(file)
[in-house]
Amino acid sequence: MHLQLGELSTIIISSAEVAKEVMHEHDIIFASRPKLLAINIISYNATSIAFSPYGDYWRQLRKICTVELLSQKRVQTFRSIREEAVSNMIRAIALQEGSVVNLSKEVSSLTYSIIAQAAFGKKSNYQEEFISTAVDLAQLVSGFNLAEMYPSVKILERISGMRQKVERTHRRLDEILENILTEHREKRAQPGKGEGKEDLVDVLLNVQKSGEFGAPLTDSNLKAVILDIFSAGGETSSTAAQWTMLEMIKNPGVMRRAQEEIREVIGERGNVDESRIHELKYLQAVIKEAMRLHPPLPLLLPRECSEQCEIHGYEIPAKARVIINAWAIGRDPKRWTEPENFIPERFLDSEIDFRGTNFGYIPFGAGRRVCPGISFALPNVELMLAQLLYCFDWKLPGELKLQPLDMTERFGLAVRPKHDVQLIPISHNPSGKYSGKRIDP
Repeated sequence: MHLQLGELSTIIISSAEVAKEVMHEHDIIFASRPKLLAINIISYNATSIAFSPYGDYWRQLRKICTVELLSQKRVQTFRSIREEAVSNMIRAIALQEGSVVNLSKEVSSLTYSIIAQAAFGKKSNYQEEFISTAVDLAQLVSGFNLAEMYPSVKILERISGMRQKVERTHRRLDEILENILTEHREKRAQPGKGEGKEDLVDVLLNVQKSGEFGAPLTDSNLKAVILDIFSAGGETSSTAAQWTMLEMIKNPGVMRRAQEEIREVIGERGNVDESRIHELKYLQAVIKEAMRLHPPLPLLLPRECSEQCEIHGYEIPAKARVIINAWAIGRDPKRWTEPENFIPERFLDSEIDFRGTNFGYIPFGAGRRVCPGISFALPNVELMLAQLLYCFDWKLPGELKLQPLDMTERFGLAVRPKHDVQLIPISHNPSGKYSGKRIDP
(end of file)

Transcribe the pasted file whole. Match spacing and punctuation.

[in-house]
Amino acid sequence: MHLQLGELSTIIISSAEVAKEVMHEHDIIFASRPKLLAINIISYNATSIAFSPYGDYWRQLRKICTVELLSQKRVQTFRSIREEAVSNMIRAIALQEGSVVNLSKEVSSLTYSIIAQAAFGKKSNYQEEFISTAVDLAQLVSGFNLAEMYPSVKILERISGMRQKVERTHRRLDEILENILTEHREKRAQPGKGEGKEDLVDVLLNVQKSGEFGAPLTDSNLKAVILDIFSAGGETSSTAAQWTMLEMIKNPGVMRRAQEEIREVIGERGNVDESRIHELKYLQAVIKEAMRLHPPLPLLLPRECSEQCEIHGYEIPAKARVIINAWAIGRDPKRWTEPENFIPERFLDSEIDFRGTNFGYIPFGAGRRVCPGISFALPNVELMLAQLLYCFDWKLPGELKLQPLDMTERFGLAVRPKHDVQLIPISHNPSGKYSGKRIDP
Repeated sequence: MHLQLGELSTIIISSAEVAKEVMHEHDIIFASRPKLLAINIISYNATSIAFSPYGDYWRQLRKICTVELLSQKRVQTFRSIREEAVSNMIRAIALQEGSVVNLSKEVSSLTYSIIAQAAFGKKSNYQEEFISTAVDLAQLVSGFNLAEMYPSVKILERISGMRQKVERTHRRLDEILENILTEHREKRAQPGKGEGKEDLVDVLLNVQKSGEFGAPLTDSNLKAVILDIFSAGGETSSTAAQWTMLEMIKNPGVMRRAQEEIREVIGERGNVDESRIHELKYLQAVIKEAMRLHPPLPLLLPRECSEQCEIHGYEIPAKARVIINAWAIGRDPKRWTEPENFIPERFLDSEIDFRGTNFGYIPFGAGRRVCPGISFALPNVELMLAQLLYCFDWKLPGELKLQPLDMTERFGLAVRPKHDVQLIPISHNPSGKYSGKRIDP